The Daily News looks at a growing backlash against gang injunctions. "Opponents claim the court orders give law enforcement too much latitude in fighting gangs. As a result, critics say, more young people are being stopped, frisked, harassed and labeled gang members by law enforcement," according to the newspaper.

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Maven's Morning Coffee: Mayor Eric Garcetti's lunch, trash pickup in Newport Beach, Michelle Obama headed to LA

Vice President Biden Addresses U.S. Conference Of Mayors In Las Vegas

Ethan Miller/Getty Images

Mayor Eric Garcetti and labor leader Maria Elena Durazo finally met for a post-election lunch.

Good morning, readers. Welcome to the Maven's Morning Coffee -- a listing of the important headlines, news conferences, votes and announcements you need to know to fuel up and tackle your day.

The Maven's Morning Coffee is also available as a daily email. Click here to subscribe.

Today is Monday, Sept. 16, and here is what's happening in Southern California politics:

Headlines

In Rick Orlov's Tipoff column, politics is a family affair for Councilman Paul Koretz, Mayor Eric Garcetti meets Tom Cruise, and Councilman Mike Bonin learns people like to give money to politicians in power.

Mayor Eric Garcetti and labor leader Maria Elena Durazo met for lunch, per the LA Weekly.

The LA Weekly reports Los Angeles' taxi administrator has been barred from speaking to the media about his concerns over ridesharing apps like Uber and Lyft. "The taxi industry is regulated in part to ensure that the city's poor and disabled residents get service. If taxi companies were not required to serve South and East L.A., they would not. (Administrator Tom) Drischler argued that the entry of unregulated competitors undermines that regulatory framework by skimming the most profitable segment of the business," according to the newspaper.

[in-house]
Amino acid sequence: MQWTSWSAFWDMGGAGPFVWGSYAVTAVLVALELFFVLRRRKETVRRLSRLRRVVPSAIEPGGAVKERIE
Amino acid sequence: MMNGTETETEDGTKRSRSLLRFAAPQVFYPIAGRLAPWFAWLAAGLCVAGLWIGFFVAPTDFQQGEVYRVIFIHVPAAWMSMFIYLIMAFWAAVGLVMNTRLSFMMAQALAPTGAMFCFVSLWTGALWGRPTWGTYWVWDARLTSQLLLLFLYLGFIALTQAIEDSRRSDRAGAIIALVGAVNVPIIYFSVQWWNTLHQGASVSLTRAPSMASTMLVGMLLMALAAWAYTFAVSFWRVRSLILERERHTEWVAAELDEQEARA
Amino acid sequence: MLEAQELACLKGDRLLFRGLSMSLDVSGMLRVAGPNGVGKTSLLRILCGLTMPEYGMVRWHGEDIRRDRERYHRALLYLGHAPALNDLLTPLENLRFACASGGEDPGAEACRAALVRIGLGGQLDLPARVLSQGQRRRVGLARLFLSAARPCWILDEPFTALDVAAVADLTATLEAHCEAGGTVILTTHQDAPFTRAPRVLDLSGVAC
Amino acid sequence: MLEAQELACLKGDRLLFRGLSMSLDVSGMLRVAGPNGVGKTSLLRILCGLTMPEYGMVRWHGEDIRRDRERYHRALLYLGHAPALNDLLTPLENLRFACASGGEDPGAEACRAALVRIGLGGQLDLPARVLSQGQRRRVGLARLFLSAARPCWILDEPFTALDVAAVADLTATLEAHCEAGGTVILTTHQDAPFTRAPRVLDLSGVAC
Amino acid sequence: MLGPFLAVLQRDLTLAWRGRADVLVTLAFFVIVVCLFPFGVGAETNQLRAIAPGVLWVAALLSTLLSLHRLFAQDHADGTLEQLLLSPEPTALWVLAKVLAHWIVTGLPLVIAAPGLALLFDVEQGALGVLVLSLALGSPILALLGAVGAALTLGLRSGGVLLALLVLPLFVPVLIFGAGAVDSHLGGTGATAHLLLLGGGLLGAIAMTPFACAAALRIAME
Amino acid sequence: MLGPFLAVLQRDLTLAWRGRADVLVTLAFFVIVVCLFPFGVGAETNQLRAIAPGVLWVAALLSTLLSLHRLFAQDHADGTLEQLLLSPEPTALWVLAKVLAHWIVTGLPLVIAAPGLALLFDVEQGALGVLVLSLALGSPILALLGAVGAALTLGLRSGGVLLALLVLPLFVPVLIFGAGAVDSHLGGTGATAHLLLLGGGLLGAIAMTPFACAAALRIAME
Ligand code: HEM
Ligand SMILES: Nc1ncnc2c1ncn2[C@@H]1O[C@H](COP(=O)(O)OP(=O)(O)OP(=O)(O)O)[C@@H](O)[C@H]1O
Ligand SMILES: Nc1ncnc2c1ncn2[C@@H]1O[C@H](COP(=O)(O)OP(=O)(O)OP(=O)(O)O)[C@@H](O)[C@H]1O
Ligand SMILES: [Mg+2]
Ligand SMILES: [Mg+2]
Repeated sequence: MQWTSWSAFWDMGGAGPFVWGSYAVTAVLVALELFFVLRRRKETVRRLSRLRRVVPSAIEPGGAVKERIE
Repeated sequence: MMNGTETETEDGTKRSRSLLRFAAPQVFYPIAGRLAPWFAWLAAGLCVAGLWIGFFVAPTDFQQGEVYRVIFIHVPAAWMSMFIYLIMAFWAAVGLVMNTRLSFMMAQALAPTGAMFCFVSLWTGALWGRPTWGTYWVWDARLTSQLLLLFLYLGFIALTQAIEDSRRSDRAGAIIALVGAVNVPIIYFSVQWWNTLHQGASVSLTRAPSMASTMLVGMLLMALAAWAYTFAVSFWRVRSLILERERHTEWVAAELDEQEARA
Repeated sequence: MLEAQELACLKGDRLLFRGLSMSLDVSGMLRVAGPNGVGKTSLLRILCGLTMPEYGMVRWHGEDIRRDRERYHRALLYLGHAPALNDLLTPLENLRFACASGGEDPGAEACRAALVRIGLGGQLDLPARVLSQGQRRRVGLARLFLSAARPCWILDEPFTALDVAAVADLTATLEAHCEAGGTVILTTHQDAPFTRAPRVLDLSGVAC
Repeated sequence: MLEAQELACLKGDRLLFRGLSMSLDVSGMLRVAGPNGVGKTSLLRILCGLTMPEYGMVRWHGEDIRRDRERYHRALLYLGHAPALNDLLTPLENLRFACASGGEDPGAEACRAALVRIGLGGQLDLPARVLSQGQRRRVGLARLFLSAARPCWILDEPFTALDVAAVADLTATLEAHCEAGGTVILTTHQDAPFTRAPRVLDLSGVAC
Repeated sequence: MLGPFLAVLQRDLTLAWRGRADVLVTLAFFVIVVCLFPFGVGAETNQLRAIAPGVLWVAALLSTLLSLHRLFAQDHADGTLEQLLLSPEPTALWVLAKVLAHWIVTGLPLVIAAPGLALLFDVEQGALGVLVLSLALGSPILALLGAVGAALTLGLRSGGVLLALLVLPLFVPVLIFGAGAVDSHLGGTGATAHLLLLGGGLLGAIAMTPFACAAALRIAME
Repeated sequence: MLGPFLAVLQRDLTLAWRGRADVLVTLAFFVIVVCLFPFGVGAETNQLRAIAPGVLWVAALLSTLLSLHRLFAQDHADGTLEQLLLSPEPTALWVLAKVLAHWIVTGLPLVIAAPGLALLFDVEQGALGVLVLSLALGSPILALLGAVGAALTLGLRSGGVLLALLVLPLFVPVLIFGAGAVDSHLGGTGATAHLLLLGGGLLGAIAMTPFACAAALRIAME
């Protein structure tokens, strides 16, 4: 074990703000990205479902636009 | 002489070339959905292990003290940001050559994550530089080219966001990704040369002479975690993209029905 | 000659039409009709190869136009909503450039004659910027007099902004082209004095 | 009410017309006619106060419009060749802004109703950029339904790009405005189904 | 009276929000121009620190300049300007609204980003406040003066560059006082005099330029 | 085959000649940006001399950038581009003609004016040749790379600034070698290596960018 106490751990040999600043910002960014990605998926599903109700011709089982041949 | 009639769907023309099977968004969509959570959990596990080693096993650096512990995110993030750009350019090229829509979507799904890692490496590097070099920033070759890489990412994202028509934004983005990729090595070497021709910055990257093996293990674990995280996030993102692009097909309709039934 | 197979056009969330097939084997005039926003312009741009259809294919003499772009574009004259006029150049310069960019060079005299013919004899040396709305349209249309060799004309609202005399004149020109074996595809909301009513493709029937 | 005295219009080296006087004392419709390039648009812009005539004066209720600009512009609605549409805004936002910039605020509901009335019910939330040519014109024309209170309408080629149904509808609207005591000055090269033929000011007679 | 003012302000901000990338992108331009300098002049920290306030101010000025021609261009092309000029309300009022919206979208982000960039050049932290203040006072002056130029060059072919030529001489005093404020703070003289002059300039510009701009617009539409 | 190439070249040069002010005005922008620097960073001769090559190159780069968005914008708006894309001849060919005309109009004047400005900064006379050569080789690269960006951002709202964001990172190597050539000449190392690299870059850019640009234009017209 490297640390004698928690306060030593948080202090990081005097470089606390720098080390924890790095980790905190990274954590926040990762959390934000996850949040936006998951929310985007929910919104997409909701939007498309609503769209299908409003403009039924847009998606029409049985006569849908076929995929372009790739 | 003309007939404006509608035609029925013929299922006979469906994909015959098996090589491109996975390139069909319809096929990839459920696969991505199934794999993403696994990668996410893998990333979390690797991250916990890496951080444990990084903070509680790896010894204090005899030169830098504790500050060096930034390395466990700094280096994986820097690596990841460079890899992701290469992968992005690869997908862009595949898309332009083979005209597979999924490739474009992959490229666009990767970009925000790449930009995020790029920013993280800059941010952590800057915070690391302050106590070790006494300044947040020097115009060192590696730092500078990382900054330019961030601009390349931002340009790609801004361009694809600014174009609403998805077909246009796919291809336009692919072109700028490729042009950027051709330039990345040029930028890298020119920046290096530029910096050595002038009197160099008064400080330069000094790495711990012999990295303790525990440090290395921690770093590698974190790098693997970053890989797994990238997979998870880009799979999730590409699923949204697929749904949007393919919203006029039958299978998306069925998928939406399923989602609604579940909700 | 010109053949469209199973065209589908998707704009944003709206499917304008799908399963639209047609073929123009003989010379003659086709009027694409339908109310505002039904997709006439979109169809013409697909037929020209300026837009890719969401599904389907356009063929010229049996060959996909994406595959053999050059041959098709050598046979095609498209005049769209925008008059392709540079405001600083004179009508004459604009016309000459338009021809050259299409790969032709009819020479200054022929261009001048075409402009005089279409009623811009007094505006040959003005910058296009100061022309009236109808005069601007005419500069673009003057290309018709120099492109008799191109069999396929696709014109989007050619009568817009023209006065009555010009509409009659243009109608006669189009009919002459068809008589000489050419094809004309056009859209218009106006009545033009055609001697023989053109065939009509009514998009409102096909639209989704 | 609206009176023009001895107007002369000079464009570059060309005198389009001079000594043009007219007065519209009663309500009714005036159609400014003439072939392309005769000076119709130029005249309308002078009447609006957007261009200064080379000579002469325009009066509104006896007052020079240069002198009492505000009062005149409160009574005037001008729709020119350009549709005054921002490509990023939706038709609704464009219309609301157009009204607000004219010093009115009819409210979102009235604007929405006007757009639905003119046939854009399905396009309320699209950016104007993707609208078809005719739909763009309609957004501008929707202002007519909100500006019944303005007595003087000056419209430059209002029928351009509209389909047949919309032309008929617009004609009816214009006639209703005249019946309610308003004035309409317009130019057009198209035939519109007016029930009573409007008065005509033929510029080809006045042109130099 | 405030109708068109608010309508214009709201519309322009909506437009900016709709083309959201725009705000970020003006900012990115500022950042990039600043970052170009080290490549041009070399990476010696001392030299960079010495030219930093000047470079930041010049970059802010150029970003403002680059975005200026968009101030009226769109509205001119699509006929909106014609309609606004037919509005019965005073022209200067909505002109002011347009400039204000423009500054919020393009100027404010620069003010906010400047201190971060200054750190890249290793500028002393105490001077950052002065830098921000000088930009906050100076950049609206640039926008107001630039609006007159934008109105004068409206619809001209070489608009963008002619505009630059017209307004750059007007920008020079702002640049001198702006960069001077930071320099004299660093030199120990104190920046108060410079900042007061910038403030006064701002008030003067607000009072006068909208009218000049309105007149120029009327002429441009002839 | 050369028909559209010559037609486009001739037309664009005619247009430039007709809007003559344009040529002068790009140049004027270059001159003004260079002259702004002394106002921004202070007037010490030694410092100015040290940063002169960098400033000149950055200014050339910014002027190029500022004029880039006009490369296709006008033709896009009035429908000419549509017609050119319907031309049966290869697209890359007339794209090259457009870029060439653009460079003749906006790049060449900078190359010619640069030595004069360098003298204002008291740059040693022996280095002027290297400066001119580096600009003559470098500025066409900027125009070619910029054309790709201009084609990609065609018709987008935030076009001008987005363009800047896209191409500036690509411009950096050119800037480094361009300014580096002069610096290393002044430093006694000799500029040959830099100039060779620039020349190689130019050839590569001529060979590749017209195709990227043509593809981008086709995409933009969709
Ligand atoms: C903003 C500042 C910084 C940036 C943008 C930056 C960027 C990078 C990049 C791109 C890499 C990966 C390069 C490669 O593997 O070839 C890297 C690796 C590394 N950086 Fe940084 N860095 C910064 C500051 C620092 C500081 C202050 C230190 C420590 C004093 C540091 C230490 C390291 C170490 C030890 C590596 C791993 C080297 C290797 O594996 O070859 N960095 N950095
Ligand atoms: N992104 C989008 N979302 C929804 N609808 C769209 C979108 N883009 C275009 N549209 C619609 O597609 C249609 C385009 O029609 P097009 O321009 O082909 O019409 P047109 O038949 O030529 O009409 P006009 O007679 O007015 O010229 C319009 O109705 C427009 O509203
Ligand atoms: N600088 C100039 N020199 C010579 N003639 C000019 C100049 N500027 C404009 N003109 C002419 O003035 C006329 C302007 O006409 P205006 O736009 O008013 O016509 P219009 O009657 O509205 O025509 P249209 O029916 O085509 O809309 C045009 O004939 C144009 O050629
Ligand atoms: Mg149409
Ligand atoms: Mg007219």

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LA City Council confirms new members to Board of Fire Commission

Los Angeles Fire Department Engine

Courtesy Los Angeles Fire Department

Four new members were confirmed to the Board of Fire Commissioners Friday. The Los Angeles Fire Department is facing a number of challenges, including the allocation of resources, response times, and reliability of the 911 system.

The Los Angeles City Council confirmed four new members to the Board of Fire Commission Friday, including Mayor Eric Garcetti's former physician. 

Dr. Jimmy Hara of Kaiser Permanente, attorney Delia Ibarra, retired teacher Jimmie Woods-Gray and Andrew Glazier of CityYear will join incumbent commissioner Steve Fazio on the panel. The Fire Commission is the civilian panel that oversees policy for the Los Angeles Fire Department. 

The appointments come at a time when the department is under scrutiny for how it uses its resources and how quickly personnel respond to emergencies. The reliability of the city's 911 system has also been called into question. 

LAFD Chief Brian Cummings, a 32-year veteran of the department, is among the executive-level managers whose performance is being reviewed by the mayor's office as part of his transition into office.